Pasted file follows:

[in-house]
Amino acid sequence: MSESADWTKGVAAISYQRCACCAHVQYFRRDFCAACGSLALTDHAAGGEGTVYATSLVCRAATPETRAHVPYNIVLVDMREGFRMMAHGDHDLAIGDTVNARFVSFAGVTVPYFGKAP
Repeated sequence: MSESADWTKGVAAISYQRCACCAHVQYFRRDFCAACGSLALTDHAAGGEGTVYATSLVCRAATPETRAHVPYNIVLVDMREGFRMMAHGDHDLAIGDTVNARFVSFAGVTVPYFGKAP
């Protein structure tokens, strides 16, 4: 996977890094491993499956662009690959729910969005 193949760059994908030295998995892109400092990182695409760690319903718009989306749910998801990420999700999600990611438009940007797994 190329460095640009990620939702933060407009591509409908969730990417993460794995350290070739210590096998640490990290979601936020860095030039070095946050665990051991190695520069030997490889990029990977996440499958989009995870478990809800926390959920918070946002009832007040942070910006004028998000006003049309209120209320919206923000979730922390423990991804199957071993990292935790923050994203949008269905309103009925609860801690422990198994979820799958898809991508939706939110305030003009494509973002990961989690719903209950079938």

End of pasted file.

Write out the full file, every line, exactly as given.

[in-house]
Amino acid sequence: MSESADWTKGVAAISYQRCACCAHVQYFRRDFCAACGSLALTDHAAGGEGTVYATSLVCRAATPETRAHVPYNIVLVDMREGFRMMAHGDHDLAIGDTVNARFVSFAGVTVPYFGKAP
Repeated sequence: MSESADWTKGVAAISYQRCACCAHVQYFRRDFCAACGSLALTDHAAGGEGTVYATSLVCRAATPETRAHVPYNIVLVDMREGFRMMAHGDHDLAIGDTVNARFVSFAGVTVPYFGKAP
């Protein structure tokens, strides 16, 4: 996977890094491993499956662009690959729910969005 193949760059994908030295998995892109400092990182695409760690319903718009989306749910998801990420999700999600990611438009940007797994 190329460095640009990620939702933060407009591509409908969730990417993460794995350290070739210590096998640490990290979601936020860095030039070095946050665990051991190695520069030997490889990029990977996440499958989009995870478990809800926390959920918070946002009832007040942070910006004028998000006003049309209120209320919206923000979730922390423990991804199957071993990292935790923050994203949008269905309103009925609860801690422990198994979820799958898809991508939706939110305030003009494509973002990961989690719903209950079938």